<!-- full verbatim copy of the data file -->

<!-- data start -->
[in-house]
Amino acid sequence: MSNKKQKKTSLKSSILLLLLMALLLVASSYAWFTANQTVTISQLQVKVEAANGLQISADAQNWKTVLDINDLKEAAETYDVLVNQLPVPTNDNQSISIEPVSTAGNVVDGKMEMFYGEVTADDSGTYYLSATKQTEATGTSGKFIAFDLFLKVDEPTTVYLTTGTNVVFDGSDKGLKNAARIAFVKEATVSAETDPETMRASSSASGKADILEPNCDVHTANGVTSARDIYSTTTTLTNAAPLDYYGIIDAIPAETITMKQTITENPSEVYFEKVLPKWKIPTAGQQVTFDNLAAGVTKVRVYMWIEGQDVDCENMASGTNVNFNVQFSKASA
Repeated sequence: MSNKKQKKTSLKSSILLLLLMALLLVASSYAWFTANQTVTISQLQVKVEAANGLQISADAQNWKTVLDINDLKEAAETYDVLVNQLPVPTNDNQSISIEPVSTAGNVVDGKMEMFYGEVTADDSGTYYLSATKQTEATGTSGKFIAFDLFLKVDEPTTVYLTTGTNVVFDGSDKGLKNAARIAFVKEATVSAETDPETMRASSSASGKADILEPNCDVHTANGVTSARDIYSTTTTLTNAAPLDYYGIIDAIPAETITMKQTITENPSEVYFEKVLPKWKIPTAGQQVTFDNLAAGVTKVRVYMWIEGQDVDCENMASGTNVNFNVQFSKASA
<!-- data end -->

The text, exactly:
[in-house]
Amino acid sequence: MSNKKQKKTSLKSSILLLLLMALLLVASSYAWFTANQTVTISQLQVKVEAANGLQISADAQNWKTVLDINDLKEAAETYDVLVNQLPVPTNDNQSISIEPVSTAGNVVDGKMEMFYGEVTADDSGTYYLSATKQTEATGTSGKFIAFDLFLKVDEPTTVYLTTGTNVVFDGSDKGLKNAARIAFVKEATVSAETDPETMRASSSASGKADILEPNCDVHTANGVTSARDIYSTTTTLTNAAPLDYYGIIDAIPAETITMKQTITENPSEVYFEKVLPKWKIPTAGQQVTFDNLAAGVTKVRVYMWIEGQDVDCENMASGTNVNFNVQFSKASA
Repeated sequence: MSNKKQKKTSLKSSILLLLLMALLLVASSYAWFTANQTVTISQLQVKVEAANGLQISADAQNWKTVLDINDLKEAAETYDVLVNQLPVPTNDNQSISIEPVSTAGNVVDGKMEMFYGEVTADDSGTYYLSATKQTEATGTSGKFIAFDLFLKVDEPTTVYLTTGTNVVFDGSDKGLKNAARIAFVKEATVSAETDPETMRASSSASGKADILEPNCDVHTANGVTSARDIYSTTTTLTNAAPLDYYGIIDAIPAETITMKQTITENPSEVYFEKVLPKWKIPTAGQQVTFDNLAAGVTKVRVYMWIEGQDVDCENMASGTNVNFNVQFSKASA